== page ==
“Come on, guys,” Buddy spoke, attempting to ease the tension. “Our people are downstairs waiting on us. Just a little publicity stunt, you know?”
“Hold on Pete,” Clark spoke into the radio again. He turned to Buddy. “All official activities are to be screened and cleared before being performed. If I’m not notified of it beforehand, it’s not supposed to happen. And if it’s not supposed to happen, I make sure it doesn’t happen again.” He gestured to the man beside him, who stepped forward and held out a clipboard. “And according to my schedule, you’re not supposed to be here.”
“Come on, pal. We got everything cleared, didn’t we Zero?”
“I’m not aware of there being any problems, sir.”
“This is a pretty big event, right?” Buddy continued. “Surely there’s some chance the paperwork got lost somewhere along the way, isn’t there?”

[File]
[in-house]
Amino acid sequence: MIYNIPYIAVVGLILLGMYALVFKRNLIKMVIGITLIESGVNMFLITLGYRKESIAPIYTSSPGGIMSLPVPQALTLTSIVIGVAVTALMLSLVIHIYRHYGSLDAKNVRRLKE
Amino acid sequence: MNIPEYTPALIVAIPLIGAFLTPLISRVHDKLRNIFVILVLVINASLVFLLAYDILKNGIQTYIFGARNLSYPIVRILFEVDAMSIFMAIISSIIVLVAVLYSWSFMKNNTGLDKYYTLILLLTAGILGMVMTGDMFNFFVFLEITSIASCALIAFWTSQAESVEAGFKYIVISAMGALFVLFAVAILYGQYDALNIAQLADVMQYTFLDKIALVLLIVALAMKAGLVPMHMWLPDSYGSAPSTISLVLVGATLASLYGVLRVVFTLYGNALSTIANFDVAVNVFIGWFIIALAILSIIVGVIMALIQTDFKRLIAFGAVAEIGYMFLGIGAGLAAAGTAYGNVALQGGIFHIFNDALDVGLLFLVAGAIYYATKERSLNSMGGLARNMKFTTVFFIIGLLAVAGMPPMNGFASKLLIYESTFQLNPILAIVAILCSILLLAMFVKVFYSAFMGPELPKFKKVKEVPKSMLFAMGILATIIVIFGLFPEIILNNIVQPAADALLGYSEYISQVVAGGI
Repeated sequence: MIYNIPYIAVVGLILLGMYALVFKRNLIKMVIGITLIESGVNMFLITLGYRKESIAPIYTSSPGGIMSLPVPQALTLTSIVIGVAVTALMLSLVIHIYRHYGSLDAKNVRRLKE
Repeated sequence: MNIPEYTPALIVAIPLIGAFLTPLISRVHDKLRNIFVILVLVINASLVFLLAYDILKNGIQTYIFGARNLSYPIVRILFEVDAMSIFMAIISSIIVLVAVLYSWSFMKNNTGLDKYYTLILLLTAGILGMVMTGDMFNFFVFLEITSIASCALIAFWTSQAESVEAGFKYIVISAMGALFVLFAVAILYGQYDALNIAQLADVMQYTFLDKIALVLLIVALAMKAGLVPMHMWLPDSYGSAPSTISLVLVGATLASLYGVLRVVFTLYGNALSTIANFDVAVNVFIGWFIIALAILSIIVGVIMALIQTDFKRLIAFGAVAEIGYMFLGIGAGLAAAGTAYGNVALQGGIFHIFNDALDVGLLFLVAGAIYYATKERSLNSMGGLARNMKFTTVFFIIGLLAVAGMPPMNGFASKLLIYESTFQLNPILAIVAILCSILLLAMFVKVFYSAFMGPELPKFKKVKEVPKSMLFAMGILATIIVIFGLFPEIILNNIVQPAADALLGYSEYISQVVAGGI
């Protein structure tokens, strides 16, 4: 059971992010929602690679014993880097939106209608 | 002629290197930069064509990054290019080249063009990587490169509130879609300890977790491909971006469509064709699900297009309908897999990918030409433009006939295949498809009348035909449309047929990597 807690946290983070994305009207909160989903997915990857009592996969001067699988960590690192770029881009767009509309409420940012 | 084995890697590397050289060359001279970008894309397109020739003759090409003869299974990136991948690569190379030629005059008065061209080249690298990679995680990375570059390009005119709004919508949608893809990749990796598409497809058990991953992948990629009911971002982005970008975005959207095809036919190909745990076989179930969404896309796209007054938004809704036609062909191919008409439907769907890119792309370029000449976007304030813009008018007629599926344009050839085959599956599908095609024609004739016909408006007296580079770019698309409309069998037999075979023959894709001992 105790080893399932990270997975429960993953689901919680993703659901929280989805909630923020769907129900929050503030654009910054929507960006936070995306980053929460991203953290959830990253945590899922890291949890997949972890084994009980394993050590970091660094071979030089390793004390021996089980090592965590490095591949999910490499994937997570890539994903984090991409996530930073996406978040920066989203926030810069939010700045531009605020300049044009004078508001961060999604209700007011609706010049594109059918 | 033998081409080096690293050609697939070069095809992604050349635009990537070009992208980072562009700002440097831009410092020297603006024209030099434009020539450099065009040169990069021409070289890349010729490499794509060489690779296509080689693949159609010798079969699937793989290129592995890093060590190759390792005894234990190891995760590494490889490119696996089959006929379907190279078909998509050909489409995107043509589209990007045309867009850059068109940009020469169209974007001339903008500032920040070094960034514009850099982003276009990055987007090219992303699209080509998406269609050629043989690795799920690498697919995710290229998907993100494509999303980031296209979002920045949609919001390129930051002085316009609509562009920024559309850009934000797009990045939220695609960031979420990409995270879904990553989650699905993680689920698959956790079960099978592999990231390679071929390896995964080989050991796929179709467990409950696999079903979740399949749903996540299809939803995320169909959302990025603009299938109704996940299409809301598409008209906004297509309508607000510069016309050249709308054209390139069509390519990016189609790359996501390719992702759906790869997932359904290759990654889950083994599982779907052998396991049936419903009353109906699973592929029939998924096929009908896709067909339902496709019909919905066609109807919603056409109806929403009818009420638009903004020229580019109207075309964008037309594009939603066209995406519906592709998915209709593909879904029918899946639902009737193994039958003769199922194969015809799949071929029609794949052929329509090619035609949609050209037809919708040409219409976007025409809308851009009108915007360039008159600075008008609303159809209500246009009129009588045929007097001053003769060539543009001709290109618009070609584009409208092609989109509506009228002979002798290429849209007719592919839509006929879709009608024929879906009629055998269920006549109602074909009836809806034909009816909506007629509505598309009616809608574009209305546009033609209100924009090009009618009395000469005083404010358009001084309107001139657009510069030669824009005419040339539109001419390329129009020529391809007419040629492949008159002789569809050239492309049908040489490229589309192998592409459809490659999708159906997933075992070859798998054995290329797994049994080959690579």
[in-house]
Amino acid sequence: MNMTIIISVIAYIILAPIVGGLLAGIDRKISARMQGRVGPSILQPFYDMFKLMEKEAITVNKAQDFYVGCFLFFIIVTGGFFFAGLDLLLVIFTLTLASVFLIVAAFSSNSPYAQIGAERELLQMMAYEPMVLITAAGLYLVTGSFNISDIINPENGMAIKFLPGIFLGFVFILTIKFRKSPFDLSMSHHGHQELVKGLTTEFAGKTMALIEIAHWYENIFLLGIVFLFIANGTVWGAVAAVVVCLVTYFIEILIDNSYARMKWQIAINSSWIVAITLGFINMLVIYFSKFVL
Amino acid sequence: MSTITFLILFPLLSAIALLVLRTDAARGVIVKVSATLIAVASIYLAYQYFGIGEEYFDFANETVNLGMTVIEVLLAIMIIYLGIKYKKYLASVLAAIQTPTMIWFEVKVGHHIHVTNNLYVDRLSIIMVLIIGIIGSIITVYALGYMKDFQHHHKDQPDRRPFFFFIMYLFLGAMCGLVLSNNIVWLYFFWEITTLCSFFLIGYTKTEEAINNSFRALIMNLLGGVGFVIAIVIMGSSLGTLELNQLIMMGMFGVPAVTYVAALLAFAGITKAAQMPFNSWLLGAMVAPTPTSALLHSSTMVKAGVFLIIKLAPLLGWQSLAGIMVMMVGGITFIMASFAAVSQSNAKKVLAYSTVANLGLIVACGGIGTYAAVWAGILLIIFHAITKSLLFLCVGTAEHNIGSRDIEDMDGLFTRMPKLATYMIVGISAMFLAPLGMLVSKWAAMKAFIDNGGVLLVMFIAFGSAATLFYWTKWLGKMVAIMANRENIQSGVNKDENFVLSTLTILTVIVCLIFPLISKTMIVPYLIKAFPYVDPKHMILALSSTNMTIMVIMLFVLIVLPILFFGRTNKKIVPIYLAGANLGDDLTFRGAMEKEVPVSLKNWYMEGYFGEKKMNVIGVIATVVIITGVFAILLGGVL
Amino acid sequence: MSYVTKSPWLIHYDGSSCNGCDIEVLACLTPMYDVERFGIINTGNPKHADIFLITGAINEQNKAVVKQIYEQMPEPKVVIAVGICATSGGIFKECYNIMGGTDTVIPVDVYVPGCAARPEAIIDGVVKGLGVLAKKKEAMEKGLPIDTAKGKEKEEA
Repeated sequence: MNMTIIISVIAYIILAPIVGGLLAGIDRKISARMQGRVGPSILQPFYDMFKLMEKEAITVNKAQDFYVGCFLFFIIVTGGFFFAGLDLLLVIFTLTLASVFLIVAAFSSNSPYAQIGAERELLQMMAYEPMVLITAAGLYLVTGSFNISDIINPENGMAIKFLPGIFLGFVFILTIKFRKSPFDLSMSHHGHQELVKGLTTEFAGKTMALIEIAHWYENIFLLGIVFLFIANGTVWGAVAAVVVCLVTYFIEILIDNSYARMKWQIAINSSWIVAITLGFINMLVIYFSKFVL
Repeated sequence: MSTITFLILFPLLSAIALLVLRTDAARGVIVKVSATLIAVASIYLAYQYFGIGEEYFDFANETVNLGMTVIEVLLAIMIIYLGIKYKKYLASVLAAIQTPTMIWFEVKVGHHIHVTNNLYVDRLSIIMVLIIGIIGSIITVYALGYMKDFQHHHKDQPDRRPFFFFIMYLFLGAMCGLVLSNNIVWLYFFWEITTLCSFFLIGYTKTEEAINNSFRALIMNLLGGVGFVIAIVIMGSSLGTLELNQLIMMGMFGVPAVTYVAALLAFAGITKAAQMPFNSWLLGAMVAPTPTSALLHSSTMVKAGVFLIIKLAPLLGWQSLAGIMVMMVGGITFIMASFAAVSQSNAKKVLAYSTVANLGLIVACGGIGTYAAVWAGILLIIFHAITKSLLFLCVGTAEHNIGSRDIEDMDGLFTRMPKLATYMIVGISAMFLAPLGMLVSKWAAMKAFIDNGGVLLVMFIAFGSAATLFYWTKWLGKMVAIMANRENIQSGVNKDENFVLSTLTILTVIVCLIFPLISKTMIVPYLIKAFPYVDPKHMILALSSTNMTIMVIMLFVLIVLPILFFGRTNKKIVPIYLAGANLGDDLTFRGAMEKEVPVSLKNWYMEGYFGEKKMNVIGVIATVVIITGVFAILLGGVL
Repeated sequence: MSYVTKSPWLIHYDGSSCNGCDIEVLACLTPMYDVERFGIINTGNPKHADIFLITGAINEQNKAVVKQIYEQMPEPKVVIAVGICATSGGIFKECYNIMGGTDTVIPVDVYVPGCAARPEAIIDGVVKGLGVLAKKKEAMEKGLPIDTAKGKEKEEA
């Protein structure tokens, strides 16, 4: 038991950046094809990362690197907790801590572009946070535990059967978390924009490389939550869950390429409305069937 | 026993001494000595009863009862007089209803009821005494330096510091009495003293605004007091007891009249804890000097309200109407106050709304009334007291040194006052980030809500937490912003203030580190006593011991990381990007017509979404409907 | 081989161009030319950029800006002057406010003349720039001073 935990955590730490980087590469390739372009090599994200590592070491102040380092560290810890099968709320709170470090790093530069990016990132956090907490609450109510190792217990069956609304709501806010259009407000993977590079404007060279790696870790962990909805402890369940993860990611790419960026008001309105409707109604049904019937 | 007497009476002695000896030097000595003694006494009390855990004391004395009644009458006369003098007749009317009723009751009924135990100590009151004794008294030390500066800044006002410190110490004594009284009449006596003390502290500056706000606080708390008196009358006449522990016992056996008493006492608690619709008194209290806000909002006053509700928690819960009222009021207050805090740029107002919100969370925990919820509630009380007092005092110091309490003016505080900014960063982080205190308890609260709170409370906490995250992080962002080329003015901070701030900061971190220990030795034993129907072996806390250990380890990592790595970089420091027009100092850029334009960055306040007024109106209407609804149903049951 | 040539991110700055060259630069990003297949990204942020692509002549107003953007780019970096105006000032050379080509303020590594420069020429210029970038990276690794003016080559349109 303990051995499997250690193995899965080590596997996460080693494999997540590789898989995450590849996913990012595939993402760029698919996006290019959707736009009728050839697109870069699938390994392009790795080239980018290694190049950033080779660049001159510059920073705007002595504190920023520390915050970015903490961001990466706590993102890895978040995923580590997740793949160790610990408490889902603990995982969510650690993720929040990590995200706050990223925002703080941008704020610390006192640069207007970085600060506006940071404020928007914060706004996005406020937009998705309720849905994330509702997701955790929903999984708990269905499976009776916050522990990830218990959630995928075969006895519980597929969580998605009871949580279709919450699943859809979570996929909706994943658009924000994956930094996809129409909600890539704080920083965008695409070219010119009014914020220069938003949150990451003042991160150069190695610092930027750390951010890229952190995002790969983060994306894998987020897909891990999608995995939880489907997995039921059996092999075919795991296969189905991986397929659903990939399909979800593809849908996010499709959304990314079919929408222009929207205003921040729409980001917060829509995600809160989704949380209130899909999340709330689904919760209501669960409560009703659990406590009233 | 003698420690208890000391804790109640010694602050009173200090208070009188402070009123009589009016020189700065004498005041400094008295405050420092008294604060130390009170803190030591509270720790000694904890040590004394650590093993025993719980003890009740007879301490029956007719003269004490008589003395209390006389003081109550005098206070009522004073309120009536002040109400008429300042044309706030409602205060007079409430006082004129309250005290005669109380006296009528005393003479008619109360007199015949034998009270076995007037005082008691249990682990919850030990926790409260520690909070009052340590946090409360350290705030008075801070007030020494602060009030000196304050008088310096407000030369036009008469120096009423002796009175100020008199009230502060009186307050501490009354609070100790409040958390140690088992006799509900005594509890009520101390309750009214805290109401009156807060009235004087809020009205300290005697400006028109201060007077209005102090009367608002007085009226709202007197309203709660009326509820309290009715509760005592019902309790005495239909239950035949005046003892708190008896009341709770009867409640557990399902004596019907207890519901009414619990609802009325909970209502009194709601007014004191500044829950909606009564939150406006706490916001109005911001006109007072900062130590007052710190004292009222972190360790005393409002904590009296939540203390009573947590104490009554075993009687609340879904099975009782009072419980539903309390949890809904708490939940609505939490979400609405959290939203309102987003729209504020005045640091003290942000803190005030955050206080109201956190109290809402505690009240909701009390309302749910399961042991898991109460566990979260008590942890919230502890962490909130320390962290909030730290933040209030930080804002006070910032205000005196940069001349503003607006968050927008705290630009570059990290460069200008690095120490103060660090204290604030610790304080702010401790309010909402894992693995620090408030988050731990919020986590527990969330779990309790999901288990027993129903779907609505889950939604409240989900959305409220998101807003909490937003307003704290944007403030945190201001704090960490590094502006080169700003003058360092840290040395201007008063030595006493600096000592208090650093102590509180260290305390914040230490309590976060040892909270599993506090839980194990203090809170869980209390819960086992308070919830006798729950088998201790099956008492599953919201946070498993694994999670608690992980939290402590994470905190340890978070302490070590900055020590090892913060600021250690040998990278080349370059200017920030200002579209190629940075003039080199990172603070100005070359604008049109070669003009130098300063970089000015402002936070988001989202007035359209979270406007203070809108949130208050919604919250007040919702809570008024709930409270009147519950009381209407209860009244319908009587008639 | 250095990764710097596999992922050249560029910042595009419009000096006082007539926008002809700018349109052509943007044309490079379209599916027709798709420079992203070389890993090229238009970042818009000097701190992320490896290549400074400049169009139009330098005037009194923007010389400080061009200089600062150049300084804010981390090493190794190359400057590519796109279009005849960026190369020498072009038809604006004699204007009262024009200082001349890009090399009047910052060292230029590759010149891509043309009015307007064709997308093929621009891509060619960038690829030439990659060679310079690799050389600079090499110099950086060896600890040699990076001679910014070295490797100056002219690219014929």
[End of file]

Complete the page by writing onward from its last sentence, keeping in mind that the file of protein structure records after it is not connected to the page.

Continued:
Clark unintentionally shot a knowing glance at Buddy, but quickly recovered. “Mistakes like that may happen when other people are running things, but when I’m on-duty, everything must be documented and put on the clipboard.”
“Well, someone else must have screwed up then,” Buddy offered.
“We’ll just have to look into that then, won’t we?” Clark asked, pulling the clipboard out of his partner’s hand. “So, who are you supposed to be with?”
“The RLSH, Mr. Clark,” Zero jumped in. “Just our little way of letting everyone know we’ve got everything under control.”
“Not here, you don’t,” Clark said, running his finger down the paper in front of him. “When you’re at my ‘Con, I’m the one who has everything under control.”
“Of course, sir,” Buddy replied.